Name: Diane Ferlatte
Country of Origin: USA
Tell us your story
I have been telling stories for over 30 years to audiences from preschoolers to senior citizens, and all age groups in between. I have told at every type of venue imaginable from the most humble to the most lavish. When you love to tell stories, no audience is too small. Since I love to include music and song, I am often accompanied by my musician Erik Pearson on banjo and guitar. How did you get into storytelling?
Reminiscing about the stories of my youth, I began to sing the spirituals and tell my children the stories I heard as a child. 35 years ago, I adopted a four year old who had been raised in a series of homes in front of a TV. In order to wean him from TV and get him to attend to the nightly reading and storytelling his sister so enjoyed, I had to return to my own childhood roots. I recognized how important those stories were and also began to share them with the community. Before long I was telling children at my church, then at local schools, then libraries throughout California, and now at storytelling festivals and other venues all over the world.
I more or less fell into it but I did have a background in music as well as some community theater work. In its presentation, performance storytelling can make use of so many art forms. The flexibility and variety of storytelling styles and forms contributes to its effectiveness and power.
What is your creative muse?
I don’t have a creative muse. But I think that the people around me in my culture make me think about certain stories. My eyes are always open to looking for stories. It’s about being open to any story that is good. I like to hear stories. I like to read stories. I’m just open to story. When I hear a story my ears perk up. And if it’s a really good story, I get really joyful. And I’m into music, into songs. I’m open to all parts of the oral tradition: song, music, and rhymes. I love it all. I also love sharing them when I can.
How has your storytelling journey been? Do share with us your highlights, the successes and the challenges.
I have been very fortunate in my storytelling journey. You can access my website for more information in that regard. Probably my biggest challenge is in creating and developing new material on a constant basis which can be demanding.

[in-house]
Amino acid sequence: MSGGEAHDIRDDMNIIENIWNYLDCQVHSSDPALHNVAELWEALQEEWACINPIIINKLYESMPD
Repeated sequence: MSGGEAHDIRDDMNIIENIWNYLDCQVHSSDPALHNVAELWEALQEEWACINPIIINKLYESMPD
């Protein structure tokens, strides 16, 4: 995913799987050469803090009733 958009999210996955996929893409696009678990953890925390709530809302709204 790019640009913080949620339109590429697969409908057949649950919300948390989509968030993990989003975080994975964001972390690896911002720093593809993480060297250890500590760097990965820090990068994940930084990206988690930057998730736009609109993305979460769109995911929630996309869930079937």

What key skills do you feel are a must have for a performance storyteller?
I think the most important key skills are the ability to recognize when a story is meaningful, the ability to bring that story to life, and the ability to connect with your audience, which of course includes stage presence.
If you were not a storyteller, what would you have wanted to be?
A Blues singer.
What tips would you give someone who wants to take Performance Storytelling as a career?
Self-supporting careers in storytelling are not easy to come by. First I would talk with someone who has developed a career in storytelling to assess the opportunities and difficulties in one’s locale. Then with eyes wide open and a realistic perspective I would prepare my repertoire sufficiently and then seek exposure by telling my stories anywhere and anytime I can. If you have the knack for it people will see it, your audiences will grow, and requests for more will come.
Please share with us the top five items in your bucket list.
I only have one item and that is to live long enough to see my 7 month old grandson grow up.
Diane can be contacted on dianeferlatte.com
Diane is one of the storytellers who graced the 2010 Sigana International Storytelling Festival here in Nairobi. She was the first teller from the USA to perform at this festival.